- Historically speaking, the party of questionably racist practices has always been the Democratic Party; if people would only do some actual research rather than swallowing unquestioningly like stupefied mimes the nonsense that is fed to them by their professors of higher indoctrination in addition to the mainstream media, they might be able to more readily come to this simple conclusion. Of course, the switch over to the Republican Party availed the truly leftist Democrats an easy opportunity to brand alleged “Southern Republicans” as the party of racism. The leftist Democrats continued to be the party of elitism and exclusivity which, unless I’m mistaken, are concepts against which the hippies are rallying on Wall Street.
- Given the shakeup in the fundamental differences between the parties that was taking place, one would expect to be able to predict easily the general and eventual congressional tally on the civil rights vote. That result will, no doubt, confuse and anger some people.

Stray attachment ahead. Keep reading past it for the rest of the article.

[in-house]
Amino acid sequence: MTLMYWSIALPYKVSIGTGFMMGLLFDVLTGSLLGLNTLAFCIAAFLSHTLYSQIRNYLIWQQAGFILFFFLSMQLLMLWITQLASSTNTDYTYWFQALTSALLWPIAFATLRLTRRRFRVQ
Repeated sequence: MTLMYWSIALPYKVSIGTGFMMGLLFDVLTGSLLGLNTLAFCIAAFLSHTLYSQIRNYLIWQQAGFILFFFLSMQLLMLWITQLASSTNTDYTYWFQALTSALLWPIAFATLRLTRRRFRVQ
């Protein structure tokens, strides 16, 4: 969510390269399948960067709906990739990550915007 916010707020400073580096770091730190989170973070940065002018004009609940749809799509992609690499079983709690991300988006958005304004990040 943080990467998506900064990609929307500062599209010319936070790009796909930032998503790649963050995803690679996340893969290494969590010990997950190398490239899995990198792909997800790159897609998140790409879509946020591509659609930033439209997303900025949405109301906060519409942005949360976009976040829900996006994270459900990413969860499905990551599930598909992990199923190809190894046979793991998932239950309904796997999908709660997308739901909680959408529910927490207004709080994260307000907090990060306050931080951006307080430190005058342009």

- Should Barry Goldwater’s role in the evolution of the civil rights movement once again be given a fair shake, I firmly believe that a lot of people are–possibly for the first time in their lives–going to stop to re-assess.
The vast majority of these points I covered in the manuscript that I’ve mentioned. Here’s the passage to which I was alluding:
Goldwater’s vote on the 1964 Civil Rights legislation – ah, now there’s something absolutely worth discussing, and, I can assure you, not for the reasons you might initially think.